We will be focusing primarily on what many may consider dry facts of history rather than on seeking to tease out lessons for life or on exposing the glory of God; may we remember, however, that every step of Israel's odyssey was either planned or foreseen by God. In short, Israel's wilderness experience needs to be viewed as a work of God, on a par with the calling of Abraham, the Exodus, the conquest of the Canaanites, the glories of Solomon, the exile of Israel and Judah, and even the Creation. Our study of this topic will benefit greatly from humbly acknowledging God's intimate involvement in this momentous, protracted event. Everything God does is worth infinitely more than the sum total of all human achievements. Much of what He did eludes our immediate comprehension; the problem lies with our innate superficiality and not with His wisdom.
This article has the limited purpose of making sense of the biblical data and so, by extension, to making a contribution to the cause of Scripture's credibility. Rejectionists ridicule the biblical narrative as riddled with error. Oh that they would cease from their stubbornness and approach the Word of God with fear and trembling; then they would see and sing God's praises rather than continuing to stumble in the dark.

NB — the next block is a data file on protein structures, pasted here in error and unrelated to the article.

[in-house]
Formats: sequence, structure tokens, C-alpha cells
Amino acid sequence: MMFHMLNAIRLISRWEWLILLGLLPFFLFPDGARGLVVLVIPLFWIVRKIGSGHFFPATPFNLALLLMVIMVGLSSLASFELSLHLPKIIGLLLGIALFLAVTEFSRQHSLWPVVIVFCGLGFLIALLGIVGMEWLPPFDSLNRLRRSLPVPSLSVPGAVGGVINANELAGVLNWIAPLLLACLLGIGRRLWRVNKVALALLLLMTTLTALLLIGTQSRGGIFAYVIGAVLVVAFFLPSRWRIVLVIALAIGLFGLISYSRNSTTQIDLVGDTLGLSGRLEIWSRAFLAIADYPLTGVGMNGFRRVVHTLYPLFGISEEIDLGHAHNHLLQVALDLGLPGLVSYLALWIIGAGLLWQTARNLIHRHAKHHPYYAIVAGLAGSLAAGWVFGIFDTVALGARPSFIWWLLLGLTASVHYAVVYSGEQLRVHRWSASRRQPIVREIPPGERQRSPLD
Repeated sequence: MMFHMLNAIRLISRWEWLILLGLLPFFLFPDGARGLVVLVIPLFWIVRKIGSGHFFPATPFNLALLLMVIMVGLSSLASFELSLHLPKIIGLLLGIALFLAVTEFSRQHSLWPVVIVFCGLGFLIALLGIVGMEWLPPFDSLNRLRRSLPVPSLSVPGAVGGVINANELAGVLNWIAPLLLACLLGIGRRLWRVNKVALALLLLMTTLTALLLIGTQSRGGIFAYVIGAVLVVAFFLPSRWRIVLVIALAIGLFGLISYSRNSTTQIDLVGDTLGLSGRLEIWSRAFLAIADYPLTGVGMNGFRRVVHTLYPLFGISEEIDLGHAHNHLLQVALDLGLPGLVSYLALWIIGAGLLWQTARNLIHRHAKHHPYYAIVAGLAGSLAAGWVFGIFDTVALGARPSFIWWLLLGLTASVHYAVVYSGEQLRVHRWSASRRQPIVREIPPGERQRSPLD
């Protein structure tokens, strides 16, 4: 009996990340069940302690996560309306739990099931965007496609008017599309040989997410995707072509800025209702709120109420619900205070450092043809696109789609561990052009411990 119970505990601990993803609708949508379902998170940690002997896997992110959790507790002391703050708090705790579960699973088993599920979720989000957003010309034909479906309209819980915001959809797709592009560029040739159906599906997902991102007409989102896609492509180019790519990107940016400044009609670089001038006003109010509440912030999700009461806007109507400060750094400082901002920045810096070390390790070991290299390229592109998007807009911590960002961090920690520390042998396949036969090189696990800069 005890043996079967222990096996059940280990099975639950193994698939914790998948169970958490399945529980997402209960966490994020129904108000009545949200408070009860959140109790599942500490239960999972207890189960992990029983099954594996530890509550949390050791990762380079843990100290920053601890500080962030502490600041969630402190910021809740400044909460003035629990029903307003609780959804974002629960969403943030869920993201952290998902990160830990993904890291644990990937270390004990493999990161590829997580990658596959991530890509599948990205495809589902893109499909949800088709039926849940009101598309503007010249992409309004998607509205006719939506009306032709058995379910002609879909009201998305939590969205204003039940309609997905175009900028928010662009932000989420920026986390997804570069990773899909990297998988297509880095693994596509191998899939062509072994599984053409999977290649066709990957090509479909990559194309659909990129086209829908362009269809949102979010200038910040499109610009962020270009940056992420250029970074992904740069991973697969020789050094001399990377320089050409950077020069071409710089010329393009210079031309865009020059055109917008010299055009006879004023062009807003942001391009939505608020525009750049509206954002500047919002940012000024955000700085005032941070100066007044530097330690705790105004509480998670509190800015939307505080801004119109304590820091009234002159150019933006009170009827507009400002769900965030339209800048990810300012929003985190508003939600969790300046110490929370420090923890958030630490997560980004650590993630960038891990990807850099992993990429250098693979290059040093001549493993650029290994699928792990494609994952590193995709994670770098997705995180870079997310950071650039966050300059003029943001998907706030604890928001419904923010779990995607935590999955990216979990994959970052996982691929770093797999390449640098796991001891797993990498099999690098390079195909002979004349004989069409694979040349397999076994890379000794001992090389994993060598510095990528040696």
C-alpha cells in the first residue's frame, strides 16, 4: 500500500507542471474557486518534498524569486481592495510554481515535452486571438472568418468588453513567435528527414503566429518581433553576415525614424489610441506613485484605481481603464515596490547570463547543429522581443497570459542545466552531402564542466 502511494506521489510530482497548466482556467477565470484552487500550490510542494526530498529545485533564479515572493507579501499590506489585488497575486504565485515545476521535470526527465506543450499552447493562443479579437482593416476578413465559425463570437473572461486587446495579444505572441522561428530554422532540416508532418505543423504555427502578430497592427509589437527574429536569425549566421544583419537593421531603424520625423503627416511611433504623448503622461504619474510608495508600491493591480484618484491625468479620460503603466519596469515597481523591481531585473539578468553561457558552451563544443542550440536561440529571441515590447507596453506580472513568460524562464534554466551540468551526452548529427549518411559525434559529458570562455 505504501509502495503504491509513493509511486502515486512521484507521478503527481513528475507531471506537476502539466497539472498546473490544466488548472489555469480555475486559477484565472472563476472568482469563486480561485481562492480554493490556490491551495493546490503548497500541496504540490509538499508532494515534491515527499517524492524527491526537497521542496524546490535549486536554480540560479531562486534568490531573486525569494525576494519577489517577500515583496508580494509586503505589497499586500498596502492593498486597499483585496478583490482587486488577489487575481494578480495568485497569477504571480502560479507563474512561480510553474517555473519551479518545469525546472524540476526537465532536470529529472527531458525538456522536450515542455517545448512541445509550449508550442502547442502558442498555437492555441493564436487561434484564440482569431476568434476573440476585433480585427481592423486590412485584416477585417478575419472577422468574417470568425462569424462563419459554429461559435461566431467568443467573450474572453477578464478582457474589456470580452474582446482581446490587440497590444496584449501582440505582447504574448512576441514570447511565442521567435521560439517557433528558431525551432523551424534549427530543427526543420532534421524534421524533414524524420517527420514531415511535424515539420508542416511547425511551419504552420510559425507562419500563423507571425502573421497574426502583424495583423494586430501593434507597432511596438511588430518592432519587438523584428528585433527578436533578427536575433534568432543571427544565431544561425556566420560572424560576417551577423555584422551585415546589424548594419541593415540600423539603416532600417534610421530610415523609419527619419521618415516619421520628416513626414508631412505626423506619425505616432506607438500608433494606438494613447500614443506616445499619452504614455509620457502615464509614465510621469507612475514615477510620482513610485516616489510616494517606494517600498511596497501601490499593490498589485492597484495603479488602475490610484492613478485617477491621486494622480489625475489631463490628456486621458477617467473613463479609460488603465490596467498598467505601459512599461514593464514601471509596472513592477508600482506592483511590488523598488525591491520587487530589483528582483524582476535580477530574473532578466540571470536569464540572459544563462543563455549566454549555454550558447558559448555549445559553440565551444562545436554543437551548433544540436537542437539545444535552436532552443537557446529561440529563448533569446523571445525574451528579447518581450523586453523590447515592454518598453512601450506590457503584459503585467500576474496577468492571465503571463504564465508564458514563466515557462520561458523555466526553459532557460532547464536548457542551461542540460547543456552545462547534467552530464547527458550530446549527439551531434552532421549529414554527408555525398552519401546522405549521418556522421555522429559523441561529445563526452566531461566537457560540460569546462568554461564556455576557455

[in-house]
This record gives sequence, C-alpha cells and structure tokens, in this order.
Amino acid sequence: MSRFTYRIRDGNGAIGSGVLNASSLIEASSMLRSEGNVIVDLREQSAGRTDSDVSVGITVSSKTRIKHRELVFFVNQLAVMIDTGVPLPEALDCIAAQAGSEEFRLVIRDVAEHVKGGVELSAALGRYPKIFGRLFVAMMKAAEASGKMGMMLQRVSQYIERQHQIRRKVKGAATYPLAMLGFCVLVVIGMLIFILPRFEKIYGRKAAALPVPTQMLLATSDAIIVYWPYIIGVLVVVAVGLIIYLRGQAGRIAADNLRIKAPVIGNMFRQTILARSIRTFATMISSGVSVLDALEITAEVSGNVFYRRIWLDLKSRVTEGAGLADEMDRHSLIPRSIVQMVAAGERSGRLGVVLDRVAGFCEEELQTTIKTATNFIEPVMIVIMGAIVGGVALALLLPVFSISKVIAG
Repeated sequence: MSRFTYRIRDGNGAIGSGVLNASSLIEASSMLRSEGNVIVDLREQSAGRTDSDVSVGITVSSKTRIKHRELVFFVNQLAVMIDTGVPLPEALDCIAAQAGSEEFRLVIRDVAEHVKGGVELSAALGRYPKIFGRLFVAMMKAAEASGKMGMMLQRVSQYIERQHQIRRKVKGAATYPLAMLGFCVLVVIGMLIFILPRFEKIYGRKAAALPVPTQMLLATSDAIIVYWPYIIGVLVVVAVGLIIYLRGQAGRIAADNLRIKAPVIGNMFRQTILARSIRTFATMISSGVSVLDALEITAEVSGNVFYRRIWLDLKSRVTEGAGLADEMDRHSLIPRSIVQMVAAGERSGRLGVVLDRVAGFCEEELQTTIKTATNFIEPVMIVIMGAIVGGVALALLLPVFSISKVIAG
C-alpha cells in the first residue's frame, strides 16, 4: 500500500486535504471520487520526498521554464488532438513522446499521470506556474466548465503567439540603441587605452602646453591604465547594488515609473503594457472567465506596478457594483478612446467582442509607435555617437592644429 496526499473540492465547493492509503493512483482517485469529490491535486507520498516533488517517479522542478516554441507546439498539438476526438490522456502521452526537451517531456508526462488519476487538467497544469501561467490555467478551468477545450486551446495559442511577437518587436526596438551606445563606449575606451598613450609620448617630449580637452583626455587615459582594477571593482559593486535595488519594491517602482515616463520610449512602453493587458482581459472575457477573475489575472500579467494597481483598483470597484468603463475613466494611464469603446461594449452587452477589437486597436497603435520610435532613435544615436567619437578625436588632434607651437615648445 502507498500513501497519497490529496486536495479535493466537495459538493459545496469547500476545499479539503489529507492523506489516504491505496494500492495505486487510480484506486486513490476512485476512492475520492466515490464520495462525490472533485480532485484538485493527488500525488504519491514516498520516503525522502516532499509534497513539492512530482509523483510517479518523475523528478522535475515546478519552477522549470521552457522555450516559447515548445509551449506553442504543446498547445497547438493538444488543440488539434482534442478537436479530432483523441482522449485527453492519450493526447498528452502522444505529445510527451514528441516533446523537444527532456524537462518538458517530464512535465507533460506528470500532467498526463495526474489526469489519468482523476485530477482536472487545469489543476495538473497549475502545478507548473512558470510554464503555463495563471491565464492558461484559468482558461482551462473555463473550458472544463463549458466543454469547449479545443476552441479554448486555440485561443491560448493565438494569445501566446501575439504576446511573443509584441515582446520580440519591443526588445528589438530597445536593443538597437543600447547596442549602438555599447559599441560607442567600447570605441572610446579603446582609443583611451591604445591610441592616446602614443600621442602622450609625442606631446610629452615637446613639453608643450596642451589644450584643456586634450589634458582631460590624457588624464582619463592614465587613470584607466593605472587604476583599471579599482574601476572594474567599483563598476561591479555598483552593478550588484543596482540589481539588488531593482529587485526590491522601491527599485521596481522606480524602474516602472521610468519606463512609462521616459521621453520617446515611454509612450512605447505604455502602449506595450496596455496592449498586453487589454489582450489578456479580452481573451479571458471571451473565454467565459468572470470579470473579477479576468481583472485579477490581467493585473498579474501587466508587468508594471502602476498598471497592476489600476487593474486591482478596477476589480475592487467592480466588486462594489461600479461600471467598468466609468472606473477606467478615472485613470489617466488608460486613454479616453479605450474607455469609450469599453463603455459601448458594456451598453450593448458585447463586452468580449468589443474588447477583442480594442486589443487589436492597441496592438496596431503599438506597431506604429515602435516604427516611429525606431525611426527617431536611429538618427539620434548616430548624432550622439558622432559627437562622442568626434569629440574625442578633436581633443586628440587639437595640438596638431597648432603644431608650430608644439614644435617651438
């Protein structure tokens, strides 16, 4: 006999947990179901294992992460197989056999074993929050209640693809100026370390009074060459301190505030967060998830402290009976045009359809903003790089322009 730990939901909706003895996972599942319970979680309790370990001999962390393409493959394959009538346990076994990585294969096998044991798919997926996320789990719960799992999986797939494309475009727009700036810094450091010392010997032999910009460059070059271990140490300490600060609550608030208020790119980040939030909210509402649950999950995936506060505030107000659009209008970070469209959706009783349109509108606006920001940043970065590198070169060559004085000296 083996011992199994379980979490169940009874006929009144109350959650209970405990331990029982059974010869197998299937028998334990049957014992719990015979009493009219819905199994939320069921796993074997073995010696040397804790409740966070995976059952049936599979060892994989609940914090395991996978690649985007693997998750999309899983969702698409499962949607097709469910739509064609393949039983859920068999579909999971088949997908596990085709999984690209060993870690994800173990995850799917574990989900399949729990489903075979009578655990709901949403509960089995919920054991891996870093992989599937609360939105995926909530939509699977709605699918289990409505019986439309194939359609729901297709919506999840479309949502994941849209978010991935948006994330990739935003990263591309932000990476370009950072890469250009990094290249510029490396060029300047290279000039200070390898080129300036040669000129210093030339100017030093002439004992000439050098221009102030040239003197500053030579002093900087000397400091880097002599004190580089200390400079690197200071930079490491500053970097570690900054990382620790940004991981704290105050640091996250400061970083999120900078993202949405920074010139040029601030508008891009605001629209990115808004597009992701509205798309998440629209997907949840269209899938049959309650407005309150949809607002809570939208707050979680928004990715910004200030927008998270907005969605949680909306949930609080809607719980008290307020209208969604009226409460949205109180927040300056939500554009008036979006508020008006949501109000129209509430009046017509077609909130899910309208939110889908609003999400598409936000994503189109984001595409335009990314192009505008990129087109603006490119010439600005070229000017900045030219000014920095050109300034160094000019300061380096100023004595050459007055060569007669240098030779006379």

Golgotha hill is of infinitely more significance than towering Mount Sinai, and Jesus' short walk to Calvary of immeasurably greater moment than Israel's forty years wilderness march. Nevertheless, after the atoning and saving work of the only Son of God, the redemption of Israel from Egypt and her eventual safe arrival in the land promised to Abraham's seed must go down as the ultimate historical event. God remembers His covenant with Abraham “for a thousand generations” (Ps. 105:8); Christendom may have lost sight of the permanent role of Israel in the divine plan, but the Holy One of Israel, the Father of Jesus Christ, has not.
We shall begin with a critical aspect of the post-Sinai narrative — the significance of Kadesh Barnea. We will get to the location of Kadesh Barnea later; for the moment we are concerned merely with establishing some basic facts about the place. Scripture shines a bright spotlight on this place. Deuteronomy 1:19 presents it as Israel's most important port of call between Mount Sinai and the Holy Land:
So we departed from Horeb [Mount Sinai], and went through all that great and terrible wilderness which you saw on the way to the mountains of the Amorites3, as the Lord our God had commanded us. Then we came to Kadesh Barnea.
It would appear that they arrived there about twelve months after departing Mount Sinai, two years after leaving Egypt. From here, a mere stone's throw from the land of milk and honey that God had promised, over four hundred years earlier, to give to Abraham's seed as an everlasting inheritance, the Israelites were to surge in and seize their inheritance. Moses continued: